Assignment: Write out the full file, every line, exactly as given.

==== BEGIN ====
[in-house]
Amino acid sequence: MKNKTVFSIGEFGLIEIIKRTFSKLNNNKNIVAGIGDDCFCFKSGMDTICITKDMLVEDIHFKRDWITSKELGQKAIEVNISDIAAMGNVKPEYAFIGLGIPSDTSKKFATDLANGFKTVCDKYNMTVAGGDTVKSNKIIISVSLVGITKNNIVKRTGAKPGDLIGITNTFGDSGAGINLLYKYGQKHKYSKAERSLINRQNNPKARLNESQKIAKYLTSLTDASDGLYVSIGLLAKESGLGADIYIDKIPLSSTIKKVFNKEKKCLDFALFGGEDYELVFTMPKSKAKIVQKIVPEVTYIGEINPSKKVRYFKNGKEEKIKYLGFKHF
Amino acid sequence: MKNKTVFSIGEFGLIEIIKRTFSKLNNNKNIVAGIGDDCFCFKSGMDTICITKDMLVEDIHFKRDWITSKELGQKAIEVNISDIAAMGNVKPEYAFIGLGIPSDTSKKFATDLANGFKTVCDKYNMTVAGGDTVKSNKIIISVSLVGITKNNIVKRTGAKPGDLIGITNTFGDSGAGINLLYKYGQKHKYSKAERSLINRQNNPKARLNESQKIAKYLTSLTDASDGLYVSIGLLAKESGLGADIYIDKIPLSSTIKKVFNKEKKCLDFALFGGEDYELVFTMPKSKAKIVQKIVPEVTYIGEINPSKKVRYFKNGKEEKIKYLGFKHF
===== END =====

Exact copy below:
[in-house]
Amino acid sequence: MKNKTVFSIGEFGLIEIIKRTFSKLNNNKNIVAGIGDDCFCFKSGMDTICITKDMLVEDIHFKRDWITSKELGQKAIEVNISDIAAMGNVKPEYAFIGLGIPSDTSKKFATDLANGFKTVCDKYNMTVAGGDTVKSNKIIISVSLVGITKNNIVKRTGAKPGDLIGITNTFGDSGAGINLLYKYGQKHKYSKAERSLINRQNNPKARLNESQKIAKYLTSLTDASDGLYVSIGLLAKESGLGADIYIDKIPLSSTIKKVFNKEKKCLDFALFGGEDYELVFTMPKSKAKIVQKIVPEVTYIGEINPSKKVRYFKNGKEEKIKYLGFKHF
Amino acid sequence: MKNKTVFSIGEFGLIEIIKRTFSKLNNNKNIVAGIGDDCFCFKSGMDTICITKDMLVEDIHFKRDWITSKELGQKAIEVNISDIAAMGNVKPEYAFIGLGIPSDTSKKFATDLANGFKTVCDKYNMTVAGGDTVKSNKIIISVSLVGITKNNIVKRTGAKPGDLIGITNTFGDSGAGINLLYKYGQKHKYSKAERSLINRQNNPKARLNESQKIAKYLTSLTDASDGLYVSIGLLAKESGLGADIYIDKIPLSSTIKKVFNKEKKCLDFALFGGEDYELVFTMPKSKAKIVQKIVPEVTYIGEINPSKKVRYFKNGKEEKIKYLGFKHF